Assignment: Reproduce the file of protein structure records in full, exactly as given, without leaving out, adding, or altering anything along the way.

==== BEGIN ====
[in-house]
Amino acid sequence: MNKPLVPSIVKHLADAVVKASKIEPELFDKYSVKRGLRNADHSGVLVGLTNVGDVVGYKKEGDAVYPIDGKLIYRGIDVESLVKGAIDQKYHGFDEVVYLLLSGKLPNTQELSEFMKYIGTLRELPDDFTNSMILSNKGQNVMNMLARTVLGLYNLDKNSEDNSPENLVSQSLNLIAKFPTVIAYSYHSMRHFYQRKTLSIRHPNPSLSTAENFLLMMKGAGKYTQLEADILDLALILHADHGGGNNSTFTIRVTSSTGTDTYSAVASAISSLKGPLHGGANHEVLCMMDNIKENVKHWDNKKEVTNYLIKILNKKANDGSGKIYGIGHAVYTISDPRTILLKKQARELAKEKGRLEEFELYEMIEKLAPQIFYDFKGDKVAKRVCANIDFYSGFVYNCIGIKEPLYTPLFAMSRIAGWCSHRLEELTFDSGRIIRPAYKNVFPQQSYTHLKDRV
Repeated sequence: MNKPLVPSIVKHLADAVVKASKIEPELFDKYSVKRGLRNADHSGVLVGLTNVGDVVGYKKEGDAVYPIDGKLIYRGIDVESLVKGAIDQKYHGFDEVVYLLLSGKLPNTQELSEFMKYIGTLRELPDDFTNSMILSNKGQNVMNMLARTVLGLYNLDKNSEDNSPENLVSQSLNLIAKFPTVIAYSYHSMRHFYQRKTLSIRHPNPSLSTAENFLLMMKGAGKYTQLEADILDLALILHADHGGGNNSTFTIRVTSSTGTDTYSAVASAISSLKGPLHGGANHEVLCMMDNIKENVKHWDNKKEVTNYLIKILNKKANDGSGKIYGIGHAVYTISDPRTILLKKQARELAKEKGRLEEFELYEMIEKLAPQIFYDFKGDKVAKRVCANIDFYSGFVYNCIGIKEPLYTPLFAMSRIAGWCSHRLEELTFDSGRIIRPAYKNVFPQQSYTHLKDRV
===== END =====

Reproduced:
[in-house]
Amino acid sequence: MNKPLVPSIVKHLADAVVKASKIEPELFDKYSVKRGLRNADHSGVLVGLTNVGDVVGYKKEGDAVYPIDGKLIYRGIDVESLVKGAIDQKYHGFDEVVYLLLSGKLPNTQELSEFMKYIGTLRELPDDFTNSMILSNKGQNVMNMLARTVLGLYNLDKNSEDNSPENLVSQSLNLIAKFPTVIAYSYHSMRHFYQRKTLSIRHPNPSLSTAENFLLMMKGAGKYTQLEADILDLALILHADHGGGNNSTFTIRVTSSTGTDTYSAVASAISSLKGPLHGGANHEVLCMMDNIKENVKHWDNKKEVTNYLIKILNKKANDGSGKIYGIGHAVYTISDPRTILLKKQARELAKEKGRLEEFELYEMIEKLAPQIFYDFKGDKVAKRVCANIDFYSGFVYNCIGIKEPLYTPLFAMSRIAGWCSHRLEELTFDSGRIIRPAYKNVFPQQSYTHLKDRV
Repeated sequence: MNKPLVPSIVKHLADAVVKASKIEPELFDKYSVKRGLRNADHSGVLVGLTNVGDVVGYKKEGDAVYPIDGKLIYRGIDVESLVKGAIDQKYHGFDEVVYLLLSGKLPNTQELSEFMKYIGTLRELPDDFTNSMILSNKGQNVMNMLARTVLGLYNLDKNSEDNSPENLVSQSLNLIAKFPTVIAYSYHSMRHFYQRKTLSIRHPNPSLSTAENFLLMMKGAGKYTQLEADILDLALILHADHGGGNNSTFTIRVTSSTGTDTYSAVASAISSLKGPLHGGANHEVLCMMDNIKENVKHWDNKKEVTNYLIKILNKKANDGSGKIYGIGHAVYTISDPRTILLKKQARELAKEKGRLEEFELYEMIEKLAPQIFYDFKGDKVAKRVCANIDFYSGFVYNCIGIKEPLYTPLFAMSRIAGWCSHRLEELTFDSGRIIRPAYKNVFPQQSYTHLKDRV